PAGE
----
Several studies have identified common factors which increase the probability of a favourable prognosis. These include avoidance of further exposure to the causal agent; relatively normal lung function at the time of diagnosis; shorter duration of symptoms before diagnosis; and shorter duration of symptoms before avoidance of exposure. By implication, as emphasised in the guidelines, the resolution of symptoms and the restoration of normal lung function are most likely in patients whose occupational asthma is identified early in the course of the disease and who avoid exposure within a short interval from the onset of symptoms, ideally within a few months.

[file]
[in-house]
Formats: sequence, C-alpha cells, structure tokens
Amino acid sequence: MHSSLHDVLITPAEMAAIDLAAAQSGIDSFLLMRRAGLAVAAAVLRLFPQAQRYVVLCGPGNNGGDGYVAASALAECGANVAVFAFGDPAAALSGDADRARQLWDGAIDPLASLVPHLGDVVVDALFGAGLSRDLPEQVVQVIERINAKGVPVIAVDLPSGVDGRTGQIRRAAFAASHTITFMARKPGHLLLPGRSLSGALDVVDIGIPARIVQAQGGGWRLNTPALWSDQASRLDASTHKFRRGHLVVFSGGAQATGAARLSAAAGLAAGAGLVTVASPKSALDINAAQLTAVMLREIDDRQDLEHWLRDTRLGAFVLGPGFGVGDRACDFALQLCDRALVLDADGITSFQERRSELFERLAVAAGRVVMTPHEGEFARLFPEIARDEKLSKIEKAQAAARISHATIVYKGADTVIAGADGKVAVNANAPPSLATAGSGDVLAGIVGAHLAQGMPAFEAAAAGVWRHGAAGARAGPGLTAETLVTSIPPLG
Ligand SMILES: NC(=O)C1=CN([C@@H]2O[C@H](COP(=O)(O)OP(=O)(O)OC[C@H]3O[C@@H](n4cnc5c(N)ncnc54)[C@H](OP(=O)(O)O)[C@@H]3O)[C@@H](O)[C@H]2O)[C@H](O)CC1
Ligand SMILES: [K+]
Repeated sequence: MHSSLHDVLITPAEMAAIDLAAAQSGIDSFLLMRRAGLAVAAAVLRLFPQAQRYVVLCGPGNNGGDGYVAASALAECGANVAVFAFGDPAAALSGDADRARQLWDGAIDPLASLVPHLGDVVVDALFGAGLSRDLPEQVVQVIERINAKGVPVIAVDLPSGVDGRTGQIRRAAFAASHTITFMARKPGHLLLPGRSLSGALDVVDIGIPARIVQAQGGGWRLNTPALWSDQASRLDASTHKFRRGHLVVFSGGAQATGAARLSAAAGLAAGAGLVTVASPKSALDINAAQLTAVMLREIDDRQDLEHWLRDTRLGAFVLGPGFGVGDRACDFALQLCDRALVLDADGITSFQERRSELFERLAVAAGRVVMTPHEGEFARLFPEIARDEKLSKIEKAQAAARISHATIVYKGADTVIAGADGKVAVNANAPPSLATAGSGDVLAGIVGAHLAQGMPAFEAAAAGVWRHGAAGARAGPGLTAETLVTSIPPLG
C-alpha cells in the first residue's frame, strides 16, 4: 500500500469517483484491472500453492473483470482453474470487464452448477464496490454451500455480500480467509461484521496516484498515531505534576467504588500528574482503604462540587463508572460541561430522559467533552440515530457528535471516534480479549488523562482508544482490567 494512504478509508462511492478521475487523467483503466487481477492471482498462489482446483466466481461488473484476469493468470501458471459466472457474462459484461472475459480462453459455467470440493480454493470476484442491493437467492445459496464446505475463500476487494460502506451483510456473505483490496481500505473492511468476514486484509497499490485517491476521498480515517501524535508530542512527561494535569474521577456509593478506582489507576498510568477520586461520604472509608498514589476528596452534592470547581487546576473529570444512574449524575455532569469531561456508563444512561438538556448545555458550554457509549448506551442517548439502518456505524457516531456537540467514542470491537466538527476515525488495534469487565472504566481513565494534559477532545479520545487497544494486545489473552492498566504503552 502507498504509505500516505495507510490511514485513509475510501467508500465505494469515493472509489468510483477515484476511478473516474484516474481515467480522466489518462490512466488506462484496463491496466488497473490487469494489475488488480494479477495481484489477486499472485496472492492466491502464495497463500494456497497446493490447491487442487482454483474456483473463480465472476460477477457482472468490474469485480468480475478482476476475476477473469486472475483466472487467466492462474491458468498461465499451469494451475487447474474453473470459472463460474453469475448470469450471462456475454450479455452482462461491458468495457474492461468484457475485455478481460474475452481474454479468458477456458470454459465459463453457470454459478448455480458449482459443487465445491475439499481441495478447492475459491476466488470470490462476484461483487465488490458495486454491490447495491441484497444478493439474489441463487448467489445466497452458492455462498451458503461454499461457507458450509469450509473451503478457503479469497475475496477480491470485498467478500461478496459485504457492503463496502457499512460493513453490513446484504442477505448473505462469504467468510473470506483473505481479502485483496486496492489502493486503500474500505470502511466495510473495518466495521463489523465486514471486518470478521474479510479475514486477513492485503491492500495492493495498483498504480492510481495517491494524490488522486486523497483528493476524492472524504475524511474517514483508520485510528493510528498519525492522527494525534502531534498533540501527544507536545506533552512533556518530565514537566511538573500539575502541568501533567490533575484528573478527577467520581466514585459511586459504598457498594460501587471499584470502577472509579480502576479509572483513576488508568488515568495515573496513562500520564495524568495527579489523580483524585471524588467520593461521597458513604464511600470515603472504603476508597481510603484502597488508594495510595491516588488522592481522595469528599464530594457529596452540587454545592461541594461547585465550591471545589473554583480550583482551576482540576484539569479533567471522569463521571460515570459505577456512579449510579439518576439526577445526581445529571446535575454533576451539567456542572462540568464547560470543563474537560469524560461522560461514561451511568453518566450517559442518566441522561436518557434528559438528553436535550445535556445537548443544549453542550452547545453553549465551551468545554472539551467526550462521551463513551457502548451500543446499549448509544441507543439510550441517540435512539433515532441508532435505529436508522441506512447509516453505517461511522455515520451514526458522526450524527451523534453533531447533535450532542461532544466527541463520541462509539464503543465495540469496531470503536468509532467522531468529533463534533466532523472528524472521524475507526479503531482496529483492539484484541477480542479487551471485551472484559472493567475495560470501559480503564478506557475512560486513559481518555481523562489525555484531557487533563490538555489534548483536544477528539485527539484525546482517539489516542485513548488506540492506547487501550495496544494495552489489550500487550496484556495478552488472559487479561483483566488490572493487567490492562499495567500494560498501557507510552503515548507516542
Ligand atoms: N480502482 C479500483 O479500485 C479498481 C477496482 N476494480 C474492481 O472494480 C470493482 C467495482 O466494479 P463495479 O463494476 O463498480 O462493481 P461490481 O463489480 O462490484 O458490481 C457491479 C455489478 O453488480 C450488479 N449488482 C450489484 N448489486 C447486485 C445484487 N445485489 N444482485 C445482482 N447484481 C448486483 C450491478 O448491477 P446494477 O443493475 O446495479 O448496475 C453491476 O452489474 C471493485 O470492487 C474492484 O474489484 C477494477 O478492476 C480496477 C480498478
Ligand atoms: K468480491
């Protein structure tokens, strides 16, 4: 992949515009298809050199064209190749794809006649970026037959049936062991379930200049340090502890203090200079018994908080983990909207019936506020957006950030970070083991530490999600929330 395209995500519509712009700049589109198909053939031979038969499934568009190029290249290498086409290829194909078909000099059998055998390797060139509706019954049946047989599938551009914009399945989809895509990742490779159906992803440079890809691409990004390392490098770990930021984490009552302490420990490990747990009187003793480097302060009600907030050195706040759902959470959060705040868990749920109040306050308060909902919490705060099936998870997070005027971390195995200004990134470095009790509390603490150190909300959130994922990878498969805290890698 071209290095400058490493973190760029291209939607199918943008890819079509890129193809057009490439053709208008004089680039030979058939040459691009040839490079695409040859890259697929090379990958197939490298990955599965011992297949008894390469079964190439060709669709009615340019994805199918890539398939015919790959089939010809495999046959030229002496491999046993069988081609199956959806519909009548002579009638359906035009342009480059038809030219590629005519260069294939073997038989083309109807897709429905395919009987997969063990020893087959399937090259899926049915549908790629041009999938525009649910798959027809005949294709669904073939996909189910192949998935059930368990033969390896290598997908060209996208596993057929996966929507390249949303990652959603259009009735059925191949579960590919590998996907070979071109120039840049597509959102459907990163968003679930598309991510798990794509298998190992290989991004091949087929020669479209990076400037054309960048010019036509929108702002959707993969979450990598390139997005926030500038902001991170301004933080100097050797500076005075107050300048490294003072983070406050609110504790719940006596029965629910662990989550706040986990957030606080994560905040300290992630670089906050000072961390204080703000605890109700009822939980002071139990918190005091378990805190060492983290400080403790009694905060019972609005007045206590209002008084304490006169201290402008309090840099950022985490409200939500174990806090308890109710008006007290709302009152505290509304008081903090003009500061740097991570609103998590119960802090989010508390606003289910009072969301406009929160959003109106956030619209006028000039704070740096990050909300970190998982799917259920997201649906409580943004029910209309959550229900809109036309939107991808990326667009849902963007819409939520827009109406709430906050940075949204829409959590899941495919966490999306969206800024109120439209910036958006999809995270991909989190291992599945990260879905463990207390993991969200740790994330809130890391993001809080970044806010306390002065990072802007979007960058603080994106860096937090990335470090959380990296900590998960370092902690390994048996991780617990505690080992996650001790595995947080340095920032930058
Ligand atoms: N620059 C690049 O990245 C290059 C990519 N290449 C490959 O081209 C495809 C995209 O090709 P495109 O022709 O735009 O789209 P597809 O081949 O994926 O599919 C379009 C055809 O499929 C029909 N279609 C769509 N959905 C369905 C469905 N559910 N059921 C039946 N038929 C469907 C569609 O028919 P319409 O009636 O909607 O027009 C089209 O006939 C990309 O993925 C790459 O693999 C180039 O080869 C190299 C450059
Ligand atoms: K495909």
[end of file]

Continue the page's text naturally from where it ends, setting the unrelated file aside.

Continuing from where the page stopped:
The high proportion of cases remaining unemployed after several years suggests that the value of a compensation scheme for occupational asthma could lie in supporting retraining, enabling return to the labour market. There is limited evidence from France and Canada to support this.

HOW BEST TO MAKE THE DIAGNOSIS OF OCCUPATIONAL ASTHMA?

The diagnosis of occupational asthma is an iterative process. The components that show the greatest diagnostic utility are: a history of work related symptoms; serial peak flow measurements; and, where applicable and available, identification of specific IgE antibody in the serum or by skin prick test. The gold standard for the diagnosis of occupational asthma is bronchial provocation testing which is indicated in a minority of cases and is of limited availability in the UK.